Thursday, 8 December 2011

Kruger National Park to protect its rhinoceroses

Wildlife authorities in one of Africa's most popular national parks will no longer tell visitors where to find its rhinoceroses after an upsurge in poaching in recent months.

Previously, tourists staying at one of the Kruger National Park's rest camps were able to consult maps decorated with coloured pins telling them where the elusive beasts were last spotted, maximising their chances of finding one.

But camp managers have been told to remove any information about the rhinos' whereabouts amid fears that poachers could also be consulting the boards in the hunt for their prey.

In the past week, six rhino carcases have been found in the two million-hectare park. All of them had been shot and had their horns removed.

Rhino poaching has soared in southern Africa, driven by a demand for their horns from Asia, where they are erroneously believed to cure cancer and impotence.

Crime syndicates provide poachers with sophisticated weaponry including high-powered rifles, night-vision goggles and even helicopters to locate and kill the rhinos.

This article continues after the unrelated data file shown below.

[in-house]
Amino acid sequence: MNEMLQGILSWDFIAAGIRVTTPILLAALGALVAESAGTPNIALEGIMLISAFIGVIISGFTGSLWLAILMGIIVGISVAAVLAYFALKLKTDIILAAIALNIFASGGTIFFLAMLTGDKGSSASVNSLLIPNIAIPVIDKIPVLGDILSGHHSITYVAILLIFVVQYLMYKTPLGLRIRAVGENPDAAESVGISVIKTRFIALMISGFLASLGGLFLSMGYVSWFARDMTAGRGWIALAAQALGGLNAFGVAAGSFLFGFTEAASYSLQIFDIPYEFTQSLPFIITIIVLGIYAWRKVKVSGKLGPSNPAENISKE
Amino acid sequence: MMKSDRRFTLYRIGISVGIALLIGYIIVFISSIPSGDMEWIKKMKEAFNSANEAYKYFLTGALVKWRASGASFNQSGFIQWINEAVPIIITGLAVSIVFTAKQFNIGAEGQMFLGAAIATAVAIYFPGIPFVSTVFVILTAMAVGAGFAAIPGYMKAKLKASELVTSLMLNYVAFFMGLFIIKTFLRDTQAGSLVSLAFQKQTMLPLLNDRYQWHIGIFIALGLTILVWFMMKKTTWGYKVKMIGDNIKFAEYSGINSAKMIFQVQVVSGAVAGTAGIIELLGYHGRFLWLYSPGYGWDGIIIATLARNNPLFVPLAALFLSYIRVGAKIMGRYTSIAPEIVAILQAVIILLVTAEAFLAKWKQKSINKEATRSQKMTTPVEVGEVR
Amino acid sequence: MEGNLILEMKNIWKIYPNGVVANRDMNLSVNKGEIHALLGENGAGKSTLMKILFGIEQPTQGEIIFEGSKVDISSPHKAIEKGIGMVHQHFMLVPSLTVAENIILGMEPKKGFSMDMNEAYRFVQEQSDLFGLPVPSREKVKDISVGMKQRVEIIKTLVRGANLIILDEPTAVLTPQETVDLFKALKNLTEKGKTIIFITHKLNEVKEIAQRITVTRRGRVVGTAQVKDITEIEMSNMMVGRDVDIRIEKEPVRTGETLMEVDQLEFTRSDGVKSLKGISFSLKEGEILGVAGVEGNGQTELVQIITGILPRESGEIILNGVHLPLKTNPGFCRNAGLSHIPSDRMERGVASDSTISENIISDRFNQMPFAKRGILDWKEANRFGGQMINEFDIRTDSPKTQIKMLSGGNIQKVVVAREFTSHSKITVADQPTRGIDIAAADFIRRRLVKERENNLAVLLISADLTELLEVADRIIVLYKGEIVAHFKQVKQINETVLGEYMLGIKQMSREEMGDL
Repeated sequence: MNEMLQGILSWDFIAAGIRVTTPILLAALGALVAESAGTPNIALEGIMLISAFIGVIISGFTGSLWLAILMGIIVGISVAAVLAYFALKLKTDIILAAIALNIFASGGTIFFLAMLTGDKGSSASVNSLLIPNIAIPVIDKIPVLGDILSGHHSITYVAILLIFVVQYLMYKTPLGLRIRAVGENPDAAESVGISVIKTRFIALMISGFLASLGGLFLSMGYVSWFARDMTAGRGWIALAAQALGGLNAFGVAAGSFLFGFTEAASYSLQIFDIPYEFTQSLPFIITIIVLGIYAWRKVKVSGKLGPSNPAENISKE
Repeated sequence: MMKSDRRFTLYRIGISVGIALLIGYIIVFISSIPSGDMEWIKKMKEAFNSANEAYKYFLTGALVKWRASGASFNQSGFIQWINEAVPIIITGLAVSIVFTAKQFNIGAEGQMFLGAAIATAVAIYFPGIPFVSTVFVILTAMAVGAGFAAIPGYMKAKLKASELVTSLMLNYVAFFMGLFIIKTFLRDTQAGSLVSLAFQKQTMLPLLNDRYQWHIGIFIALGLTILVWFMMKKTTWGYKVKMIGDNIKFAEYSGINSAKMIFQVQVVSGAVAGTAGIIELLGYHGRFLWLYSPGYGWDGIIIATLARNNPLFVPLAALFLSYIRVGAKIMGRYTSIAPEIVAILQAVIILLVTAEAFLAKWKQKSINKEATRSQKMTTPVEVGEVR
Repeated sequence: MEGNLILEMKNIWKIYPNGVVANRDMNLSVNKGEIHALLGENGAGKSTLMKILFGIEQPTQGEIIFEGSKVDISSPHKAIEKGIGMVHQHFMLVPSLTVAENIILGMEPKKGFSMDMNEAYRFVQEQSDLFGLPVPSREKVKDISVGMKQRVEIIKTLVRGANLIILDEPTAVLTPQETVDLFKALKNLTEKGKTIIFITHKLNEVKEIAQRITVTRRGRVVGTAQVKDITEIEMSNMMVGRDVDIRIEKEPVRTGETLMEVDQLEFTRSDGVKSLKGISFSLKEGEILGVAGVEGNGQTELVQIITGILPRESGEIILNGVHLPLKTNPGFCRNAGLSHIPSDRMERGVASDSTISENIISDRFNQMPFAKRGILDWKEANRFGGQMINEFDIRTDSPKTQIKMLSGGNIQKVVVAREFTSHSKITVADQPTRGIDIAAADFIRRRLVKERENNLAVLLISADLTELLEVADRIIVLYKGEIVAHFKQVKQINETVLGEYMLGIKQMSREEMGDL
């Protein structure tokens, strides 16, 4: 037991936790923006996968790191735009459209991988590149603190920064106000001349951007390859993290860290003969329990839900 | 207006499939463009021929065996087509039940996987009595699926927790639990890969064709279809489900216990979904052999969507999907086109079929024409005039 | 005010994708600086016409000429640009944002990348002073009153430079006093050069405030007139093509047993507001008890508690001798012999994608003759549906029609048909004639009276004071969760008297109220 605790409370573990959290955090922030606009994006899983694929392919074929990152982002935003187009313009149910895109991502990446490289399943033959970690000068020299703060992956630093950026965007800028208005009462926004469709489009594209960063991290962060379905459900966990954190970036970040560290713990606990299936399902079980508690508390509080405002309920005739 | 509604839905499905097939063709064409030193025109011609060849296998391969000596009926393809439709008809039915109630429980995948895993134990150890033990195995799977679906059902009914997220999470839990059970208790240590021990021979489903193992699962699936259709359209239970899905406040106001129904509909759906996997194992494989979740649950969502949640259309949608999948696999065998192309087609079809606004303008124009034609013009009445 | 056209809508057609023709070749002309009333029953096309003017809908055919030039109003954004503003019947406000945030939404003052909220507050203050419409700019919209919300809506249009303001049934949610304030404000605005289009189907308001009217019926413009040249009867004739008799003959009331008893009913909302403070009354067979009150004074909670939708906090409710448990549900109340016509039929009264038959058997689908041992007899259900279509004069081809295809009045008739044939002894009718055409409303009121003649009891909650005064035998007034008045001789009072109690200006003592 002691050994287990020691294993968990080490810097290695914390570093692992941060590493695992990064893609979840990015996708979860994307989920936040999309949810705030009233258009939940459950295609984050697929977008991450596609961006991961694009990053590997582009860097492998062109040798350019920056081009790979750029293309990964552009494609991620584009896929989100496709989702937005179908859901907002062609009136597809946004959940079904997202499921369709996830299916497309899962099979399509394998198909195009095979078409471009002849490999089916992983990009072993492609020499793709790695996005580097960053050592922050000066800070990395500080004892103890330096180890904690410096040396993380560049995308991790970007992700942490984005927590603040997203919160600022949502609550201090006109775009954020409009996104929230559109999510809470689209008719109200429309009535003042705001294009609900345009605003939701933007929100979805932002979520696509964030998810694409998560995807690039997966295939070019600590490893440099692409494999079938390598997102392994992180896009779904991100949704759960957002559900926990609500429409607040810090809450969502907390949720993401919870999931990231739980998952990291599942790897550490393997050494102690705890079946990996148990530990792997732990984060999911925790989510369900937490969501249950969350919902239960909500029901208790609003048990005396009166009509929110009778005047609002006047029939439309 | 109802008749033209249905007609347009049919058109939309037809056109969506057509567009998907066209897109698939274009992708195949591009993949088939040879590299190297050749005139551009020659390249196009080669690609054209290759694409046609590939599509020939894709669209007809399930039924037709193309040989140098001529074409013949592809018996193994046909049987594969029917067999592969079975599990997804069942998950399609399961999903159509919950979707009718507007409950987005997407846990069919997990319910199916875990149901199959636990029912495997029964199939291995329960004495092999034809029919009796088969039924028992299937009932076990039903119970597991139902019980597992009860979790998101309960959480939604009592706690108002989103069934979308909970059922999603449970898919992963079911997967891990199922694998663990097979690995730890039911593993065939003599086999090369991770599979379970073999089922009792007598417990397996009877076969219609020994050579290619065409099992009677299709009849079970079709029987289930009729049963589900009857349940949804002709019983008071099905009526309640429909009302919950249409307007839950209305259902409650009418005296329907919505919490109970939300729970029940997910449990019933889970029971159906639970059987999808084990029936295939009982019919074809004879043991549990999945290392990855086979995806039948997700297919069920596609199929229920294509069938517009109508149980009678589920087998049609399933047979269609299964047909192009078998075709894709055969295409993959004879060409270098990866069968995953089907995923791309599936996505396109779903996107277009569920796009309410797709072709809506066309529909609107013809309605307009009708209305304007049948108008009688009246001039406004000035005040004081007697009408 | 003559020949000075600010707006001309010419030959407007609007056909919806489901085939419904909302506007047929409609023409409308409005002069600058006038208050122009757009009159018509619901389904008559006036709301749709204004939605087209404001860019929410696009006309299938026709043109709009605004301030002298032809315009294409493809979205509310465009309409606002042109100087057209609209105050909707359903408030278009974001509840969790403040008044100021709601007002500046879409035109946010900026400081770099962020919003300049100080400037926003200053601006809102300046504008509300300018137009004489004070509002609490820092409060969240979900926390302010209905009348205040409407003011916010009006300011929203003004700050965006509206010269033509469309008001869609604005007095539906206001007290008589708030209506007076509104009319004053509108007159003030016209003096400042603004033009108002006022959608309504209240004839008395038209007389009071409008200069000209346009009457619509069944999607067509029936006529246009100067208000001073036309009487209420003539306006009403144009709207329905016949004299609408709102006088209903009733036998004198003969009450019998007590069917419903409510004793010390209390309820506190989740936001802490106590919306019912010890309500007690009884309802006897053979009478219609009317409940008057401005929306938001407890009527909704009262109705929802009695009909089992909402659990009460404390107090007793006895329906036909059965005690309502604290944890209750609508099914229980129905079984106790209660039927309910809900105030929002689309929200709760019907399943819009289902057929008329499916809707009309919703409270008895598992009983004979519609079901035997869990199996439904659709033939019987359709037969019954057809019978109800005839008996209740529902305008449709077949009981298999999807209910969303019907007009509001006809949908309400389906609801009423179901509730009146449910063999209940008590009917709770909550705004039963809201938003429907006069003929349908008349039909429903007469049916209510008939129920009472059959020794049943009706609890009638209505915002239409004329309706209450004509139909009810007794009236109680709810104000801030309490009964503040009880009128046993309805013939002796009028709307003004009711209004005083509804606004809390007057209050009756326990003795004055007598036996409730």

The trade has driven Africa's white and black rhinos onto the global list of endangered and critically endangered species.

The South African military has been deployed to work with game rangers to protect the animals, but the numbers killed continue to climb.

Recent figures released by the South African National Parks authority reveal that 405 rhinos have been killed in the country so far this year, compared to 333 last year. A total of 229 rhino were poached in Kruger this year – compared to 146 last year.

William Mabasa, a spokesman for Kruger, which welcomes 1.2m visitors a year, said that removing the rhino signposts was part of a continuous drive to stop the killings.

"We don't know who else is using these boards but we will do anything we believe might have a contribution," he said. "When you are in a war, there's no success until the end of the war."

He insisted that tourists are still likely to see rhino regardless, but added: "Part of the fun of coming to the Kruger is to be find your own animal."

By Aislinn Laing, Johannesburg

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